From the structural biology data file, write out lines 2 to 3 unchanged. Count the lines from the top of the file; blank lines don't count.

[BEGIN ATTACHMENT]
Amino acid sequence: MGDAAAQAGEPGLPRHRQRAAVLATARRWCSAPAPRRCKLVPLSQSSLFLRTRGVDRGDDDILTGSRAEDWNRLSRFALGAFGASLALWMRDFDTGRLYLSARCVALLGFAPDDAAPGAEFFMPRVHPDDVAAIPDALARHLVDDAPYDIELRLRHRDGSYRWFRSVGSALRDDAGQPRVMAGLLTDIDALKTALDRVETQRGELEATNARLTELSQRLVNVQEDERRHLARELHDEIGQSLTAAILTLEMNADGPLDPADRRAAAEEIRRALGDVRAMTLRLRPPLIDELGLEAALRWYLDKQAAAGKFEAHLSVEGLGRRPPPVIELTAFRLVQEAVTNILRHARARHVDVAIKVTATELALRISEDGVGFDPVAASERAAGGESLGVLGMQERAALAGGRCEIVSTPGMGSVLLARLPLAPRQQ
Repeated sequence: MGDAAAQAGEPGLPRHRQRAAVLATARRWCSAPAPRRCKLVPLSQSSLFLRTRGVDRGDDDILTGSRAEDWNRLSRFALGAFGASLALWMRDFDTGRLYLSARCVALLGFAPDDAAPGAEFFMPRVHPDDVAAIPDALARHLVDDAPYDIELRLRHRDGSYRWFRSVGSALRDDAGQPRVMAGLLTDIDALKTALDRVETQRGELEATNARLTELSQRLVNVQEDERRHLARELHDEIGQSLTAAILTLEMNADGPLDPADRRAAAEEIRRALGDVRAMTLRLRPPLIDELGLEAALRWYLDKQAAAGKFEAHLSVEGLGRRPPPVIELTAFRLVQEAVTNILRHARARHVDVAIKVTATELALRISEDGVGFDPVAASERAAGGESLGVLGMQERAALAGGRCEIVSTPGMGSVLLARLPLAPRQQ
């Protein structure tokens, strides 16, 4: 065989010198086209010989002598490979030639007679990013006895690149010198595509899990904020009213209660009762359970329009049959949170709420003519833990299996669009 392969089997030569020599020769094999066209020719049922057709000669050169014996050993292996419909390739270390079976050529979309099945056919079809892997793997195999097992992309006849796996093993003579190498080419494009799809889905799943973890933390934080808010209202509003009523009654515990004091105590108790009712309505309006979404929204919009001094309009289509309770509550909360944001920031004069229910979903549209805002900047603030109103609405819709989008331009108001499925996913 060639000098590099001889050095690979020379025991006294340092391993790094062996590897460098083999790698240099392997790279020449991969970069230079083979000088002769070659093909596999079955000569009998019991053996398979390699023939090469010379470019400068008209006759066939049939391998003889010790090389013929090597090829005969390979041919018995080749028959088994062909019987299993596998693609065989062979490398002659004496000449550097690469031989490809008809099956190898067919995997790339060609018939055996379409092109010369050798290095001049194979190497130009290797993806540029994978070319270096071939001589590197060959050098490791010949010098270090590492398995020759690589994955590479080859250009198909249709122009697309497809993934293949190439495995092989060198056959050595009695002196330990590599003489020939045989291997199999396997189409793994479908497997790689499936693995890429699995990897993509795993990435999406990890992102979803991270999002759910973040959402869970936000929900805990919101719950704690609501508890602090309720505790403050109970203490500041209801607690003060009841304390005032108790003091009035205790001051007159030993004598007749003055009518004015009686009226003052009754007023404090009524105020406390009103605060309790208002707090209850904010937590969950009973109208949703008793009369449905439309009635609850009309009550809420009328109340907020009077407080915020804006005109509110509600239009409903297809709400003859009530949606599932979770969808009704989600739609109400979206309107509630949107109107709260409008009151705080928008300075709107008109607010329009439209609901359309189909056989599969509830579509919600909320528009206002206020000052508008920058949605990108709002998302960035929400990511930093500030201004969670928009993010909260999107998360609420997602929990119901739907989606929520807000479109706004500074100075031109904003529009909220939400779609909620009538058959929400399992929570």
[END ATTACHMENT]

Repeated sequence: MGDAAAQAGEPGLPRHRQRAAVLATARRWCSAPAPRRCKLVPLSQSSLFLRTRGVDRGDDDILTGSRAEDWNRLSRFALGAFGASLALWMRDFDTGRLYLSARCVALLGFAPDDAAPGAEFFMPRVHPDDVAAIPDALARHLVDDAPYDIELRLRHRDGSYRWFRSVGSALRDDAGQPRVMAGLLTDIDALKTALDRVETQRGELEATNARLTELSQRLVNVQEDERRHLARELHDEIGQSLTAAILTLEMNADGPLDPADRRAAAEEIRRALGDVRAMTLRLRPPLIDELGLEAALRWYLDKQAAAGKFEAHLSVEGLGRRPPPVIELTAFRLVQEAVTNILRHARARHVDVAIKVTATELALRISEDGVGFDPVAASERAAGGESLGVLGMQERAALAGGRCEIVSTPGMGSVLLARLPLAPRQQ
């Protein structure tokens, strides 16, 4: 065989010198086209010989002598490979030639007679990013006895690149010198595509899990904020009213209660009762359970329009049959949170709420003519833990299996669009 392969089997030569020599020769094999066209020719049922057709000669050169014996050993292996419909390739270390079976050529979309099945056919079809892997793997195999097992992309006849796996093993003579190498080419494009799809889905799943973890933390934080808010209202509003009523009654515990004091105590108790009712309505309006979404929204919009001094309009289509309770509550909360944001920031004069229910979903549209805002900047603030109103609405819709989008331009108001499925996913 060639000098590099001889050095690979020379025991006294340092391993790094062996590897460098083999790698240099392997790279020449991969970069230079083979000088002769070659093909596999079955000569009998019991053996398979390699023939090469010379470019400068008209006759066939049939391998003889010790090389013929090597090829005969390979041919018995080749028959088994062909019987299993596998693609065989062979490398002659004496000449550097690469031989490809008809099956190898067919995997790339060609018939055996379409092109010369050798290095001049194979190497130009290797993806540029994978070319270096071939001589590197060959050098490791010949010098270090590492398995020759690589994955590479080859250009198909249709122009697309497809993934293949190439495995092989060198056959050595009695002196330990590599003489020939045989291997199999396997189409793994479908497997790689499936693995890429699995990897993509795993990435999406990890992102979803991270999002759910973040959402869970936000929900805990919101719950704690609501508890602090309720505790403050109970203490500041209801607690003060009841304390005032108790003091009035205790001051007159030993004598007749003055009518004015009686009226003052009754007023404090009524105020406390009103605060309790208002707090209850904010937590969950009973109208949703008793009369449905439309009635609850009309009550809420009328109340907020009077407080915020804006005109509110509600239009409903297809709400003859009530949606599932979770969808009704989600739609109400979206309107509630949107109107709260409008009151705080928008300075709107008109607010329009439209609901359309189909056989599969509830579509919600909320528009206002206020000052508008920058949605990108709002998302960035929400990511930093500030201004969670928009993010909260999107998360609420997602929990119901739907989606929520807000479109706004500074100075031109904003529009909220939400779609909620009538058959929400399992929570």